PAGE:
Here is a glossary of terms that you may come across when you are setting up your email configuration, learning more about email security, or using OnDMARC.
The IP address of the originating server.
The domain name given in the EHLO command MUST be either a primary host name (a domain name that resolves to an address resource record (RR)) or, if the host has no name, an address literal.
A PTR record is a DNS record that resolves an IP address to a domain name. It does the opposite of what an A record does.
An A record resolves a domain name to an IP address. It does the opposite of what the PTR record does.
DMARC stands for Domain-based Message Authentication, Reporting, and Conformance. It’s an outbound email security protocol that protects domains against exact impersonation.
OnDMARC simplifies the complexities of DMARC by automating processes and providing clear instructions on how to block unauthorized use of your domain.
Being DMARC compliant means that your domain is in either a policy of quarantine (p=quarantine) or reject (p=reject).
SPF stands for Sender Policy Framework. It was developed to combat sender address forgery. It is an authentication protocol which verifies the Return-Path/MAIL FROM or HELO/EHLO identities during email transmission.
TXT record is a type of a DNS recourse record (RR) used to associate an arbitrary text with a host.
DKIM stands for DomainKeys Identified Mail and it is a protocol which helps organizations claim responsibility for an email. It provides a method for validating a domain name associated with an email through the use of cryptography.
DKIM Signing Domain
This is the domain name identity that has signed the email with its cryptographic signature.
The selector is an arbitrary string travelling along with each DKIM signed email which helps the recipient to find the public key in your DNS and validate the DKIM signature.
Canonicalization is a method used by the sender to normalize or standardize the email header and body before signing it with DKIM. Two canonicalization algorithms exist "relaxed" and "simple" for each header and body. The "simple" algorithm tolerates almost no modification and the "relaxed" algorithm tolerates common modifications such as whitespace replacement and header field line rewrapping.
DKIM Signed Headers
This is a complete and ordered list of header fields presented to the signing algorithm.
This contains the DKIM signature data of the email.
DKIM signing domain
This is the domain name identity which DKIM signed the email.
DKIM Key Length
This is the size of the DKIM key being used when signing the email. Longer keys are considered stronger and more secure.
TTL or time to live is a mechanism that limits the lifespan or lifetime of data in a computer or network
This email header displays who the message is from. This is the visible domain shown in your mail client.
The email header used to indicate where bounces should be sent in case an email cannot be delivered.
Depending on the mail provider receiving the email an SPF check is either done on this email header first or the EHLO or both.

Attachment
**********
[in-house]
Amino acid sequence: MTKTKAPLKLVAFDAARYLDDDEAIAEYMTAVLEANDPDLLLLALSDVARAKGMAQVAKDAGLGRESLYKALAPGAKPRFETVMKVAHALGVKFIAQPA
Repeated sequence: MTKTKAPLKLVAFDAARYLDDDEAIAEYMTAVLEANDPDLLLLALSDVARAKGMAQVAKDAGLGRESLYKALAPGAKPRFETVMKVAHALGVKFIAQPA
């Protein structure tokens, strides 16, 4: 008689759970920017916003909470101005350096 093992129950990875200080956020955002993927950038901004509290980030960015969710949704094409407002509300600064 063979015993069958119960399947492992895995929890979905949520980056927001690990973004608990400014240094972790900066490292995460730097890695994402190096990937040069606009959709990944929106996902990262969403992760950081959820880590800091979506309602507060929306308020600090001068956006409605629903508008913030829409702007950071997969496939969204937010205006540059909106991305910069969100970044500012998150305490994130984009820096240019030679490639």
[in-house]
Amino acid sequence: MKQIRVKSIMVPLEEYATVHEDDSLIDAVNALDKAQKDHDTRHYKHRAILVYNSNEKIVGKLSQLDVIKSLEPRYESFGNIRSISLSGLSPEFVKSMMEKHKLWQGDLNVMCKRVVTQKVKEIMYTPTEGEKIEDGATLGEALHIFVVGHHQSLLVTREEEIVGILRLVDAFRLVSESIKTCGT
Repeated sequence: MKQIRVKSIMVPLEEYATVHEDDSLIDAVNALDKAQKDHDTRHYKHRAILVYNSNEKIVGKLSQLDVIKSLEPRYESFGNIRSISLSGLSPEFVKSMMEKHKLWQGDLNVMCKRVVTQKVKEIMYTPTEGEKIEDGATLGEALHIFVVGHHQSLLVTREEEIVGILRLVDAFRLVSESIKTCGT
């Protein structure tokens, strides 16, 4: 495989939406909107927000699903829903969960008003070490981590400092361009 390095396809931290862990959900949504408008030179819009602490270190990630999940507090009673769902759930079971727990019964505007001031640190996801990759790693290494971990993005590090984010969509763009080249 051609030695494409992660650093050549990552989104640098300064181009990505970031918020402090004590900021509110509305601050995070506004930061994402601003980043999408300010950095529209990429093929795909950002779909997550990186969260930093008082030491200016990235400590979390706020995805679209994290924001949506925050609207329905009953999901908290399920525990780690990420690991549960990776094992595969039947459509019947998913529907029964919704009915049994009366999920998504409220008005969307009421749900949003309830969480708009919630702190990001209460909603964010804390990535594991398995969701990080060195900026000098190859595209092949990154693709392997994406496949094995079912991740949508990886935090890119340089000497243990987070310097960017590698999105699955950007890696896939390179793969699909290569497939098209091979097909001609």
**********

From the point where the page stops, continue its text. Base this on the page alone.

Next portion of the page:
The p= is a DMARC tag which specifies the policy used. Examples include:
p=none - means no policy will be applied to emails that fail DMARC
p=quarantine - means quarantine emails that fail DMARC
p=reject - means reject emails that fail DMARC.
The pct= is a DMARC tag which specifies to what percentage of emails the policy should be applied to. If this tag is absent then 100% of the emails will have the policy applied. Other examples:
p=reject; pct=20 means that the specified policy will apply to 20% of the emails, the remaining 80% will have the policy of quarantine applied as this is the next policy down.
p=quarantine; pct=50 means that the specified policy will apply to 50% of the emails, the remaining 50% will have the policy of none applied as this is the next policy down.
p=none; pct=100 means that the specified policy will apply to 100% of the emails.
The rua= is a DMARC tag which tells the recipient where to send the DMARC aggregate reports to.
The rua= is a DMARC tag which tells the recipient where to send the DMARC forensic reports to.
SPF uses the Return-Path/MAIL-FROM domain of emails in order to look up the SPF record of the email sender.
The sp= is a DMARC tag which specifies the subdomain policy used.
adkim= is a DMARC tag which specifies whether strict or relaxed DKIM alignment mode is required by the Domain Owner.
aspf= is a DMARC tag which specifies whether strict or relaxed SPF alignment mode is required by the Domain Owner.
Score from 0 to 100 given to a sender. A score below 20 means it is a suspicious address, a score between 20 and 70 is from an average sender, and only really trustworthy senders get a score over 70.
Validity offers allowlists as a positive reputation signal to assist you with quickly identifying the best mailers and making informed decisions on message handling.
The Validity Blocklist (RPBL) is a real-time list of IP addresses categorized as the “worst of the worst”, based on reputation and other data we receive from our partners.
The value is a combination of the following factors:
botnet = IP addresses observed exhibiting botnet characteristics in message transmission
noauth= IP addresses transmitting messages lacking/failing SPF and DKIM authentication, and with poor Sender Score reputation
pristine = IP addresses with messages hitting pristine traps
suspect_attach = IP addresses observed transmitting messages with suspicious attachments
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